Everything can be thought of as a counter and I strongly recommend attempting to phrase sideboard decisions as, “What can I do that counters what my opponent is trying to do?” I just had an opponent in a Mystery Booster Draft that brought in Millstone against my Approach of the Second Sun deck. The second my opponent cast that Millstone, I immediately thought, “Wow, good sideboarding from my opponent. Winning is going to be very hard from here.” 

This begs the question of how to deduce what matters and then push that to the next level by figuring out what counters what matters. That is the heart of sideboarding, something Zac Hill has taught me over and over again. In Limited, this often amounts to creating ways to interact with the synergies of an archetype. Blood Beckoning is a solid card, but I rarely play more than one or two. Against Dimir Rogues, I’ll sideboard in four of them. The mill subtheme in Rogues increases the selection from Blood Beckoning, but that’s not enough to justify including so many. However, Dimir Rogues needs to get eight cards milled in order to turn on a variety of synergies and Blood Beckoning removes a card from the graveyard. While this might seem negligible, it has an impact (especially in multiples).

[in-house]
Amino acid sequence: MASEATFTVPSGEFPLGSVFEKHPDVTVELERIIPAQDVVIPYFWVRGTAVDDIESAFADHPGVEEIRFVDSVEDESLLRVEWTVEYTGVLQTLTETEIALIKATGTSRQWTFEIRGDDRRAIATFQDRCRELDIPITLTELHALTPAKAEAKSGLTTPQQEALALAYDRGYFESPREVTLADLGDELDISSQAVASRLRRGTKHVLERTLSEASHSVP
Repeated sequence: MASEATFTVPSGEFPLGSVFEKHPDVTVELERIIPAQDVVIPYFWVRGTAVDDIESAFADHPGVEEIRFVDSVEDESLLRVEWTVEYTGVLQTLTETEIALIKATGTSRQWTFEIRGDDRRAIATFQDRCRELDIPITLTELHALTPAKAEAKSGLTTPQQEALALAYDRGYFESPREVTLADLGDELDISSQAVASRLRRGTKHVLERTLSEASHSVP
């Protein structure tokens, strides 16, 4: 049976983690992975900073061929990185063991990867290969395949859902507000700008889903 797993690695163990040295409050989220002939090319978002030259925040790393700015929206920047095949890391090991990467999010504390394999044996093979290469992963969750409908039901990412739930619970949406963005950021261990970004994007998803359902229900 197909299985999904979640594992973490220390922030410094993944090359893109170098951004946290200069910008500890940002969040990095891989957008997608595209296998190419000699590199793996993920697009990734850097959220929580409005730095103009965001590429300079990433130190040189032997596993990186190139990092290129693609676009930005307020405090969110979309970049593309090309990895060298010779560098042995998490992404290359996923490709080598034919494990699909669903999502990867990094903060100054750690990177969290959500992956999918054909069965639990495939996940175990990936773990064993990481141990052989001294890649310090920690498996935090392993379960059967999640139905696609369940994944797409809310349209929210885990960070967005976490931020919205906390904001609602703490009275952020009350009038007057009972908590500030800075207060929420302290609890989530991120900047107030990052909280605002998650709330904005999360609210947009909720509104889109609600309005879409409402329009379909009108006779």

5. The heuristic “cut your worst card for whatever card you sideboard in” is outdated. It’s a fine baseline, but given how frequently it is incorrect, I wouldn’t recommend auto-piloting this decision.

This tip doesn’t come with a useful heuristic but is rather here to tie everything together. There are so many reasons to sideboard, and cards gain so much context within specific matchups. Sideboarding is about creating cohesion regarding the plan for your deck against theirs.

“Cohesion” is a critical word here, because it’s the difference between Limited decks in the last five years and those much older. Limited decks now look a lot more like Constructed decks. Those C- and D-tier cards become B-tier cards with the synergies present. This means that many Limited decks don’t contain dregs anymore. The heuristic for cutting “your worst card” comes from the history of Limited decks containing plenty of bad cards to cut. The problem with this in the modern era is that those “dregs” are very often synergy pieces. 

The correct thing to cut is specifically for improvement and replacement with respect to everything I have covered above. If you cannot be the beatdown, you cut aggressive creatures. It doesn’t matter if they’re “better” than the mediocre four-mana 3/2 flyer at common. In the context of the matchup, they’re worse.